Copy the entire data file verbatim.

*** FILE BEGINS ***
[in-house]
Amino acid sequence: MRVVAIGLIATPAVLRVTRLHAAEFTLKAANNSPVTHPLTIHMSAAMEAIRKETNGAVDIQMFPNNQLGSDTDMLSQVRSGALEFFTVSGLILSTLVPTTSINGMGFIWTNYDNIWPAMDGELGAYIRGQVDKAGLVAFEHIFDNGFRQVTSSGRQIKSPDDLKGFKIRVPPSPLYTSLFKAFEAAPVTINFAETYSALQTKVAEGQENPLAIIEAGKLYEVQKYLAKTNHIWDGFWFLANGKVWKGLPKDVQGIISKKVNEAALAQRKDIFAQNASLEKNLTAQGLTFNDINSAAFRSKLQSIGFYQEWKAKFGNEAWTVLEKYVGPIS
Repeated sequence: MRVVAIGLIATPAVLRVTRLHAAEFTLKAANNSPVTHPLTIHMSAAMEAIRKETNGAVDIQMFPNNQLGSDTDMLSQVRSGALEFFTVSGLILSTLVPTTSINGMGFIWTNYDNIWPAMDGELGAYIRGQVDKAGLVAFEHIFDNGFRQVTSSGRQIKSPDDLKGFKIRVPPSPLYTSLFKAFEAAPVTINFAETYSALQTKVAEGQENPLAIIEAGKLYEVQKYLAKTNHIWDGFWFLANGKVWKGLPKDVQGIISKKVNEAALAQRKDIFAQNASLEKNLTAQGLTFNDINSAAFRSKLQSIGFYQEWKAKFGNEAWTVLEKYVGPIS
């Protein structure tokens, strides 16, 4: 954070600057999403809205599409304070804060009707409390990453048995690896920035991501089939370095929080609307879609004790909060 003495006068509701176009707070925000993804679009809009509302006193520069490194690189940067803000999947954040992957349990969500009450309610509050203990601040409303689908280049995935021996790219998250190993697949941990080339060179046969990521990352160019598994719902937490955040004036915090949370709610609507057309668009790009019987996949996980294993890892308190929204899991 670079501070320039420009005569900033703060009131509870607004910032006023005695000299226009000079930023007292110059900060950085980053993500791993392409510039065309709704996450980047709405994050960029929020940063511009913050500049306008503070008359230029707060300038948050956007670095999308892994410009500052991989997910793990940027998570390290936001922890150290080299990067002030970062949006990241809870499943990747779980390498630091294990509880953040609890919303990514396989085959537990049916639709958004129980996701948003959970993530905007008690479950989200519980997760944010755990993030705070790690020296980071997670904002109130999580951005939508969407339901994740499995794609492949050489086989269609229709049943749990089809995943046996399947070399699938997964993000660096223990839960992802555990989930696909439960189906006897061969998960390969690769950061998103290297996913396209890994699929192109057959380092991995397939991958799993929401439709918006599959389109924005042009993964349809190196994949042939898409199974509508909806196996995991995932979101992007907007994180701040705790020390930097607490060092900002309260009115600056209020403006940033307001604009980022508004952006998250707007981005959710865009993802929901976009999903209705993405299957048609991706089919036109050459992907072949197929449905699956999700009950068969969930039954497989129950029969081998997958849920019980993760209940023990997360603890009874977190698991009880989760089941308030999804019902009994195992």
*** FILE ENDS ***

[in-house]
Amino acid sequence: MRVVAIGLIATPAVLRVTRLHAAEFTLKAANNSPVTHPLTIHMSAAMEAIRKETNGAVDIQMFPNNQLGSDTDMLSQVRSGALEFFTVSGLILSTLVPTTSINGMGFIWTNYDNIWPAMDGELGAYIRGQVDKAGLVAFEHIFDNGFRQVTSSGRQIKSPDDLKGFKIRVPPSPLYTSLFKAFEAAPVTINFAETYSALQTKVAEGQENPLAIIEAGKLYEVQKYLAKTNHIWDGFWFLANGKVWKGLPKDVQGIISKKVNEAALAQRKDIFAQNASLEKNLTAQGLTFNDINSAAFRSKLQSIGFYQEWKAKFGNEAWTVLEKYVGPIS
Repeated sequence: MRVVAIGLIATPAVLRVTRLHAAEFTLKAANNSPVTHPLTIHMSAAMEAIRKETNGAVDIQMFPNNQLGSDTDMLSQVRSGALEFFTVSGLILSTLVPTTSINGMGFIWTNYDNIWPAMDGELGAYIRGQVDKAGLVAFEHIFDNGFRQVTSSGRQIKSPDDLKGFKIRVPPSPLYTSLFKAFEAAPVTINFAETYSALQTKVAEGQENPLAIIEAGKLYEVQKYLAKTNHIWDGFWFLANGKVWKGLPKDVQGIISKKVNEAALAQRKDIFAQNASLEKNLTAQGLTFNDINSAAFRSKLQSIGFYQEWKAKFGNEAWTVLEKYVGPIS
């Protein structure tokens, strides 16, 4: 954070600057999403809205599409304070804060009707409390990453048995690896920035991501089939370095929080609307879609004790909060 003495006068509701176009707070925000993804679009809009509302006193520069490194690189940067803000999947954040992957349990969500009450309610509050203990601040409303689908280049995935021996790219998250190993697949941990080339060179046969990521990352160019598994719902937490955040004036915090949370709610609507057309668009790009019987996949996980294993890892308190929204899991 670079501070320039420009005569900033703060009131509870607004910032006023005695000299226009000079930023007292110059900060950085980053993500791993392409510039065309709704996450980047709405994050960029929020940063511009913050500049306008503070008359230029707060300038948050956007670095999308892994410009500052991989997910793990940027998570390290936001922890150290080299990067002030970062949006990241809870499943990747779980390498630091294990509880953040609890919303990514396989085959537990049916639709958004129980996701948003959970993530905007008690479950989200519980997760944010755990993030705070790690020296980071997670904002109130999580951005939508969407339901994740499995794609492949050489086989269609229709049943749990089809995943046996399947070399699938997964993000660096223990839960992802555990989930696909439960189906006897061969998960390969690769950061998103290297996913396209890994699929192109057959380092991995397939991958799993929401439709918006599959389109924005042009993964349809190196994949042939898409199974509508909806196996995991995932979101992007907007994180701040705790020390930097607490060092900002309260009115600056209020403006940033307001604009980022508004952006998250707007981005959710865009993802929901976009999903209705993405299957048609991706089919036109050459992907072949197929449905699956999700009950068969969930039954497989129950029969081998997958849920019980993760209940023990997360603890009874977190698991009880989760089941308030999804019902009994195992």